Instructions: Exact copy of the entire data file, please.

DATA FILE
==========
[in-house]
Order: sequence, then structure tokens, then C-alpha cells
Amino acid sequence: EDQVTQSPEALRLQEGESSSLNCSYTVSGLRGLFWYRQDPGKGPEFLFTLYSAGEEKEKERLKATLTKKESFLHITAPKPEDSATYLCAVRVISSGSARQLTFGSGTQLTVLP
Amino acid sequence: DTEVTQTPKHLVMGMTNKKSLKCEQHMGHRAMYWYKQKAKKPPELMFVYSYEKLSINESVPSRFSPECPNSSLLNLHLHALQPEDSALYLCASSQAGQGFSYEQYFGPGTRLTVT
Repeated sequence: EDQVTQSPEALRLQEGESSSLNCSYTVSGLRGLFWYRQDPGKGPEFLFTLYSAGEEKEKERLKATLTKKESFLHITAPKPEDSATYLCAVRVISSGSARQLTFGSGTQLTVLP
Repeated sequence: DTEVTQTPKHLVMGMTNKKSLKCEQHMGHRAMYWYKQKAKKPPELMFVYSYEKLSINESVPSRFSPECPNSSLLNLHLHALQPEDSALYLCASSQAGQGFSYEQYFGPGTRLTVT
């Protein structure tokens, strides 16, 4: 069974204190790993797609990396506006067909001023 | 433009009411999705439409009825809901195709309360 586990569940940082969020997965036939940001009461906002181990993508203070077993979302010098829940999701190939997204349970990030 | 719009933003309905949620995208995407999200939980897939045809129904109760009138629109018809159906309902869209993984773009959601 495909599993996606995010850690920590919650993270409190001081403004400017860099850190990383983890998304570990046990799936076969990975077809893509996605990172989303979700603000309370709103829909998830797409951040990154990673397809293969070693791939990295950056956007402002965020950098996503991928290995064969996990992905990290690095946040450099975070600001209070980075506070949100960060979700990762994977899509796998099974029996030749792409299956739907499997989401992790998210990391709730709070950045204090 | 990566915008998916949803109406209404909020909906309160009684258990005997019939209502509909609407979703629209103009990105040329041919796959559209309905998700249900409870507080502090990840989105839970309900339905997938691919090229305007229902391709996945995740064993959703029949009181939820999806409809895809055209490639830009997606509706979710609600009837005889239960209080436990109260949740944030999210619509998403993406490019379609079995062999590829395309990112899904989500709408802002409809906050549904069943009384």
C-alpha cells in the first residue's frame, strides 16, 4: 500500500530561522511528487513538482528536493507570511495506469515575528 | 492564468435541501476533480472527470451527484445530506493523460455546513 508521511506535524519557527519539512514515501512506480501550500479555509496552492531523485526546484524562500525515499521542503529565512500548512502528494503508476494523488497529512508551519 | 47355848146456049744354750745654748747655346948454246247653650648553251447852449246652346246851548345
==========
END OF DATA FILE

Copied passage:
[in-house]
Order: sequence, then structure tokens, then C-alpha cells
Amino acid sequence: EDQVTQSPEALRLQEGESSSLNCSYTVSGLRGLFWYRQDPGKGPEFLFTLYSAGEEKEKERLKATLTKKESFLHITAPKPEDSATYLCAVRVISSGSARQLTFGSGTQLTVLP
Amino acid sequence: DTEVTQTPKHLVMGMTNKKSLKCEQHMGHRAMYWYKQKAKKPPELMFVYSYEKLSINESVPSRFSPECPNSSLLNLHLHALQPEDSALYLCASSQAGQGFSYEQYFGPGTRLTVT
Repeated sequence: EDQVTQSPEALRLQEGESSSLNCSYTVSGLRGLFWYRQDPGKGPEFLFTLYSAGEEKEKERLKATLTKKESFLHITAPKPEDSATYLCAVRVISSGSARQLTFGSGTQLTVLP
Repeated sequence: DTEVTQTPKHLVMGMTNKKSLKCEQHMGHRAMYWYKQKAKKPPELMFVYSYEKLSINESVPSRFSPECPNSSLLNLHLHALQPEDSALYLCASSQAGQGFSYEQYFGPGTRLTVT
């Protein structure tokens, strides 16, 4: 069974204190790993797609990396506006067909001023 | 433009009411999705439409009825809901195709309360 586990569940940082969020997965036939940001009461906002181990993508203070077993979302010098829940999701190939997204349970990030 | 719009933003309905949620995208995407999200939980897939045809129904109760009138629109018809159906309902869209993984773009959601 495909599993996606995010850690920590919650993270409190001081403004400017860099850190990383983890998304570990046990799936076969990975077809893509996605990172989303979700603000309370709103829909998830797409951040990154990673397809293969070693791939990295950056956007402002965020950098996503991928290995064969996990992905990290690095946040450099975070600001209070980075506070949100960060979700990762994977899509796998099974029996030749792409299956739907499997989401992790998210990391709730709070950045204090 | 990566915008998916949803109406209404909020909906309160009684258990005997019939209502509909609407979703629209103009990105040329041919796959559209309905998700249900409870507080502090990840989105839970309900339905997938691919090229305007229902391709996945995740064993959703029949009181939820999806409809895809055209490639830009997606509706979710609600009837005889239960209080436990109260949740944030999210619509998403993406490019379609079995062999590829395309990112899904989500709408802002409809906050549904069943009384």
C-alpha cells in the first residue's frame, strides 16, 4: 500500500530561522511528487513538482528536493507570511495506469515575528 | 492564468435541501476533480472527470451527484445530506493523460455546513 508521511506535524519557527519539512514515501512506480501550500479555509496552492531523485526546484524562500525515499521542503529565512500548512502528494503508476494523488497529512508551519 | 47355848146456049744354750745654748747655346948454246247653650648553251447852449246652346246851548345